It’s an icon of summers spent at the seaside, a protected architectural monument and a testament to the Belgian coast’s long history as a tourist destination. It’s survived two world wars, destruction by fire and damage by wind and water. The Blankenberge pier is 120 years old this year and is as popular, and as magnificent, as ever.
On any given day, but especially during the warm summer months when the sun is shining, the pier attracts holiday-makers taking in the sights, locals meeting up for a stroll or a drink, families with children enjoying a day at the beach, and seniors parked on benches soaking up the rays. The pier still serves the function for which it was built: giving people the pleasure of walking over the water towards the horizon, of looking out over the sea and back towards shore.
Some things never change.
On the other had, a lot has changed since the original pier was built in 1894. At that time, coastal tourism was a relatively new phenomenon, recently imported from England. “Taking the cure” was all the rage then: sea water and sea air were thought to be not just enjoyable but to have restorative health benefits. British tourists arrived first in Oostend in the early nineteenth century, looking for new seaside bathing destinations. At that time, Blankenberge was just a small fishing village.
Tourism in Blankenberge began to take off in the mid-nineteenth century, but the greatest expansion occurred after 1863, when the rail connection between Bruges and Blankenberge was completed. Now travelers from all over Belgium as well as France and Germany began to find their way to Blankenberge, joining tourists from the surrounding region and from across the channel.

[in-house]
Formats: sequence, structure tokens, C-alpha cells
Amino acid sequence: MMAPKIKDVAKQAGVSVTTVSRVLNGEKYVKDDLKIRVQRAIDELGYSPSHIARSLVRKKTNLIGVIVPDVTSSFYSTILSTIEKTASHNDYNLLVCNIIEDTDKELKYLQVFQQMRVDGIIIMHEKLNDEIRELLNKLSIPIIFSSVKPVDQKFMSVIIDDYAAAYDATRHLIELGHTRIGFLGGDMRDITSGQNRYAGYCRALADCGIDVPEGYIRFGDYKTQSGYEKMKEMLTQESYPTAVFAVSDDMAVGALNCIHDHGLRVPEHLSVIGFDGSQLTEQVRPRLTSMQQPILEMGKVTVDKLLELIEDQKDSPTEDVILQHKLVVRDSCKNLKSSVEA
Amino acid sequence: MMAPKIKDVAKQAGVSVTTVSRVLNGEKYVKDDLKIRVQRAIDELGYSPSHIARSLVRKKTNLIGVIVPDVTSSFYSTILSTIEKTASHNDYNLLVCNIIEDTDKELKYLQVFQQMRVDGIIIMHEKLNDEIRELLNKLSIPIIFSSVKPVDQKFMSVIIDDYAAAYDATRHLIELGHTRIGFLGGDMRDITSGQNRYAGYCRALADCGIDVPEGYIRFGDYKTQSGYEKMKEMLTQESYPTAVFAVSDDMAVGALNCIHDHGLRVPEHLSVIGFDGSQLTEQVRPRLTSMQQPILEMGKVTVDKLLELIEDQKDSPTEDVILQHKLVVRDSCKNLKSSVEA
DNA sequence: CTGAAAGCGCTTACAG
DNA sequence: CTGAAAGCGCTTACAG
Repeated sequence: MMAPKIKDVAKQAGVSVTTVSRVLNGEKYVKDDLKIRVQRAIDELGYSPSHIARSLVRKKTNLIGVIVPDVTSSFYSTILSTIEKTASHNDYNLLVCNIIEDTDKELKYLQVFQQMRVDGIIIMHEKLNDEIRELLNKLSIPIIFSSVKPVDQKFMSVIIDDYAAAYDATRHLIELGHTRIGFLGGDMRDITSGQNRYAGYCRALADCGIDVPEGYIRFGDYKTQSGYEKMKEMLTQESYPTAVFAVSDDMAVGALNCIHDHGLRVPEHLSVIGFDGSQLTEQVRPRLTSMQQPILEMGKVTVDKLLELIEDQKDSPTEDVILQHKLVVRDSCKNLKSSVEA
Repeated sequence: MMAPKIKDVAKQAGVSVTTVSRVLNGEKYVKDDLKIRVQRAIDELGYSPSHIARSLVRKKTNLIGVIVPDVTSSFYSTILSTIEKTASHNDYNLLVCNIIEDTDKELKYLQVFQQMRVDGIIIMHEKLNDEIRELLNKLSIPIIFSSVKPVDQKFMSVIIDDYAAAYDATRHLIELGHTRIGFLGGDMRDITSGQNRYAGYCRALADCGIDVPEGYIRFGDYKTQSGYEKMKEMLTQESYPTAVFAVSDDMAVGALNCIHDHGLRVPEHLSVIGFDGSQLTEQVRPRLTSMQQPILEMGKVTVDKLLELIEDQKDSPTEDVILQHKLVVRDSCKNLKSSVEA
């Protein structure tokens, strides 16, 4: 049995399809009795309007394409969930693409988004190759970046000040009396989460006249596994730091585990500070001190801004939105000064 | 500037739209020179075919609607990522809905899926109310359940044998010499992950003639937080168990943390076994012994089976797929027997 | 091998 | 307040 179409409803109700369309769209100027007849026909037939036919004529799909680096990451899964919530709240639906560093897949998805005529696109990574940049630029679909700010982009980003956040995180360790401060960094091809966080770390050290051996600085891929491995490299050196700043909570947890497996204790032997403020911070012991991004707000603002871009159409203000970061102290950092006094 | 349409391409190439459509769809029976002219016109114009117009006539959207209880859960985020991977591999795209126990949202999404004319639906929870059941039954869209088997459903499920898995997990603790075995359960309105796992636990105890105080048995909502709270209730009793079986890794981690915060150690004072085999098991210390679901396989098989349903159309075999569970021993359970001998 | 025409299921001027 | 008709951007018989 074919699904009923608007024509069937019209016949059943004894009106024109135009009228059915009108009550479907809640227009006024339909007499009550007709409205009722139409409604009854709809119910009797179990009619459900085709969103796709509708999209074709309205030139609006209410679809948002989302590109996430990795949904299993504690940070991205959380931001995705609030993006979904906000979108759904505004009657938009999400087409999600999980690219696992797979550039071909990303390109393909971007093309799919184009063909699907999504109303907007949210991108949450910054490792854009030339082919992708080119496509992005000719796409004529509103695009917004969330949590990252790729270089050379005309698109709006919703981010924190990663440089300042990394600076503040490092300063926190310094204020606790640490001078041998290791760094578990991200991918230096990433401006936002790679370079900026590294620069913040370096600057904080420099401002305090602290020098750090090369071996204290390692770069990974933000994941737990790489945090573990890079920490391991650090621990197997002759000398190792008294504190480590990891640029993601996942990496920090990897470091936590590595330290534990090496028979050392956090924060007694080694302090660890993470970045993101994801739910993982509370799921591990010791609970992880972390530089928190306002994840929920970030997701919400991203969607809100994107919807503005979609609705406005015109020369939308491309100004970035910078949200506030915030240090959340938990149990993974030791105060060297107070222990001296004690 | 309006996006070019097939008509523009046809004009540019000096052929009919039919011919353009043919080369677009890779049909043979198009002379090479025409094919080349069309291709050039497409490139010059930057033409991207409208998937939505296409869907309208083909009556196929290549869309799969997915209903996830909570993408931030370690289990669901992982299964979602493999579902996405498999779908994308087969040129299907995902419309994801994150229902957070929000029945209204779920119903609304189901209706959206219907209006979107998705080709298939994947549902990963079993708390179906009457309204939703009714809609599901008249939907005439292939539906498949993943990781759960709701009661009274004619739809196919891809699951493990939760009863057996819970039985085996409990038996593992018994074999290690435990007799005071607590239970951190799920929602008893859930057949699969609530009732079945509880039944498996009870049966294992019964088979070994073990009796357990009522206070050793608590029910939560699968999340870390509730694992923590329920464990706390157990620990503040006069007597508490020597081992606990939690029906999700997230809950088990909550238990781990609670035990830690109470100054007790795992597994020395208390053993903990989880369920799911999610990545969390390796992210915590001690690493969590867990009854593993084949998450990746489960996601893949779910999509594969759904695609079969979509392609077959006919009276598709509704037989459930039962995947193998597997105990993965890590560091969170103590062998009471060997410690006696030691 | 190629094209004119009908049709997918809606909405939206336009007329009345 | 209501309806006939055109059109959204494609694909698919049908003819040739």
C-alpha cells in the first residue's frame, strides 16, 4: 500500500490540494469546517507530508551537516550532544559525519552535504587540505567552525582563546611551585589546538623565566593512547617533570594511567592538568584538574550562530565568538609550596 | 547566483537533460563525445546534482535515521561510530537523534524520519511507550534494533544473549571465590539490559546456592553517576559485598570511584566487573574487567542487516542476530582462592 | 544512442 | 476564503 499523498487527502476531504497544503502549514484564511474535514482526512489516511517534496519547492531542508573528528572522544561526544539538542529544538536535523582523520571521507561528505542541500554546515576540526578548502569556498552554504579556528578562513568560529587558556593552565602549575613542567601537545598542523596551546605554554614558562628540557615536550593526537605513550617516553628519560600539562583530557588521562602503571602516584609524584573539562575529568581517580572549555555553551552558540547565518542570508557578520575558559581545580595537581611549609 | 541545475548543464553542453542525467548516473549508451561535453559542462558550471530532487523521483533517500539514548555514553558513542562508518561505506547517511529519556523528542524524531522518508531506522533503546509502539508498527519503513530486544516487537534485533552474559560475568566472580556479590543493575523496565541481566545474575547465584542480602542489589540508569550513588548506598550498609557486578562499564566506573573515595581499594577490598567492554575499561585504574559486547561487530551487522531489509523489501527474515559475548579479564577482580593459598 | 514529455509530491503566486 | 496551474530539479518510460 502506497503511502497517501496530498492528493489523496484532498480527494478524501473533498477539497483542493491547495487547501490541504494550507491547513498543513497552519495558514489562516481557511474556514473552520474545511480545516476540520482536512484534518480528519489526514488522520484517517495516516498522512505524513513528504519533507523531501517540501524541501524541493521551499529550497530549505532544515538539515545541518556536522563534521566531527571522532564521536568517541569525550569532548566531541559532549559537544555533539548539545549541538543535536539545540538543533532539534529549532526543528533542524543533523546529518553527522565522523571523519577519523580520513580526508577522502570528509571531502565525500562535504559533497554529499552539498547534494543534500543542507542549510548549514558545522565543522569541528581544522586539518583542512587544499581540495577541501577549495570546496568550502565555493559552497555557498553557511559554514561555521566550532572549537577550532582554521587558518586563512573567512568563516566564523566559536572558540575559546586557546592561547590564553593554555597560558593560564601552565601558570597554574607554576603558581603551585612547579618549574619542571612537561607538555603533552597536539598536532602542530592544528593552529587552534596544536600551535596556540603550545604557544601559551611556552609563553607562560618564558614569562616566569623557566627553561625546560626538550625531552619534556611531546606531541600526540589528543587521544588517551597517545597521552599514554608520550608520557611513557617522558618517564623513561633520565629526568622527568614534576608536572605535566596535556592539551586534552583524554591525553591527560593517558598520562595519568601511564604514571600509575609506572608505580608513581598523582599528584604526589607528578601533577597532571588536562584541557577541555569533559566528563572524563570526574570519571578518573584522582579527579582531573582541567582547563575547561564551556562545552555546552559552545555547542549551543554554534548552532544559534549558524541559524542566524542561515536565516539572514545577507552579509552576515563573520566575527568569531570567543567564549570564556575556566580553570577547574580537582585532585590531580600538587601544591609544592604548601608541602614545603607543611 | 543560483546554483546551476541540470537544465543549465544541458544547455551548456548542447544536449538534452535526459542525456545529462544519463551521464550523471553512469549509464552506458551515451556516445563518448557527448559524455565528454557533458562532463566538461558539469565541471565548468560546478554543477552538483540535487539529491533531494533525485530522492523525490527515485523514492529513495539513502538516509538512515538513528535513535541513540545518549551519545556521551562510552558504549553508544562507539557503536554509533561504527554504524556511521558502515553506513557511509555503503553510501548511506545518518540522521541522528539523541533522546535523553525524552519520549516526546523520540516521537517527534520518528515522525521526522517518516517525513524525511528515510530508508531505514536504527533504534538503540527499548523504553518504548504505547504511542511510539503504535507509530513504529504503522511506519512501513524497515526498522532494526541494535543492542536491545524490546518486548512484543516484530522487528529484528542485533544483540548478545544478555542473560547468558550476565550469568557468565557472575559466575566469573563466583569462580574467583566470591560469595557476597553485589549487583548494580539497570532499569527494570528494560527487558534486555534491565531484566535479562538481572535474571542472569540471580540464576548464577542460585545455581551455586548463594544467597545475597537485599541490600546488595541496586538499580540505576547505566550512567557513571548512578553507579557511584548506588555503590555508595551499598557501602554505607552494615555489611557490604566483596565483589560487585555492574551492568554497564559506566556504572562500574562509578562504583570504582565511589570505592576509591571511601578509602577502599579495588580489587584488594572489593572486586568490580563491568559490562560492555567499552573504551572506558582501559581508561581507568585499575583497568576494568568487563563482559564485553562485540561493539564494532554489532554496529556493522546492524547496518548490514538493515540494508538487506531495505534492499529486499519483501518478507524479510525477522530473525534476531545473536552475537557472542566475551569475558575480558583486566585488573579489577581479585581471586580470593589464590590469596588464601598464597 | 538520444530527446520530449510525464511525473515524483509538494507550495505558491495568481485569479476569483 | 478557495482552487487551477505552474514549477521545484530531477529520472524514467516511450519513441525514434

So-called “pleasure piers” were also an English invention. Travelers arriving at seaside resorts by ship enjoyed the view from the quay—and the thrill of walking over the water. Soon strolling along the quay became an attraction in and of itself and pleasure piers were built all along the English coast. An Englishman was the first to propose building a pier in Blankenberge in 1873.
But it took another 21 years, and three more proposals, before the city got its pier. Built by a private partnership, the “Société Anonyme du Pier de Blankenberghe”, it was the first and last built on the Belgian coast. On the continent, only the pier in Scheveningen (NL) is comparable.
The original pier in Blankenberge was an expression of Belle Epoque optimism and wealth, constructed in iron, wood and glass. A 350-meter-long promenade on iron pilings jutted out from the shore, with a wide section in the middle where a music kiosk stood. At the end, an octagonal platform supported an elegant pavilion topped by a decorative cupola, which housed a restaurant and ballroom. Visitors bought a ticket at the shore end in order to walk along the pier.
It was very much a novelty and a treat in those days to visit the pier, and by all accounts the new attraction was a great success. Unfortunately, the pier, like the Belle Epoque society that produced it, disappeared in World War I. The Germans set fire to the pier in 1914, fearing that England would use it as a landing point. All that remained was a blackened skeleton.
And so it remained for nearly 20 years, until the city drew up plans to rebuild the pier in 1930. The old pilings and foundations of the first pier were reused, but the main construction material was concrete. The new pier opened in 1933, with a domed pavilion in Art Deco style.
During World War II, the pier escaped destruction at the hands of the Germans a second time when the local commander disobeyed orders to blow it up. He reasoned that the water in which the pier stood was too shallow to be accessible to enemy ships and that destroying it was unnecessary. In 1994, the city of Blankenberge honored Sergeant Karl Hein Keselberg for his role in saving the pier.
Between 1955 and 1999 the pier was part of the Meli amusement park (now Plopsaland). By the 1980’s, the concrete was already showing signs of severe deterioration from constant contact with the sea. Plans were drawn up to begin restoration work on the pier, but the renovation only began in 1999 after repeated attempts to have the structure listed as a protected monument.